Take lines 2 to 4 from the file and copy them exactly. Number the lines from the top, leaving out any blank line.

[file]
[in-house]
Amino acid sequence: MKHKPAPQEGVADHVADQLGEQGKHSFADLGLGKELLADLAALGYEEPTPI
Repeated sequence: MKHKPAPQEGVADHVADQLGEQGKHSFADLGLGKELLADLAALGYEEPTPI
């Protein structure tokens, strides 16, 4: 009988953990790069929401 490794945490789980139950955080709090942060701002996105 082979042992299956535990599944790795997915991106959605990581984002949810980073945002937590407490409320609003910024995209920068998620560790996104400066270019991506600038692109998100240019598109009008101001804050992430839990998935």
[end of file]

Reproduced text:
Amino acid sequence: MKHKPAPQEGVADHVADQLGEQGKHSFADLGLGKELLADLAALGYEEPTPI
Repeated sequence: MKHKPAPQEGVADHVADQLGEQGKHSFADLGLGKELLADLAALGYEEPTPI
């Protein structure tokens, strides 16, 4: 009988953990790069929401 490794945490789980139950955080709090942060701002996105 082979042992299956535990599944790795997915991106959605990581984002949810980073945002937590407490409320609003910024995209920068998620560790996104400066270019991506600038692109998100240019598109009008101001804050992430839990998935």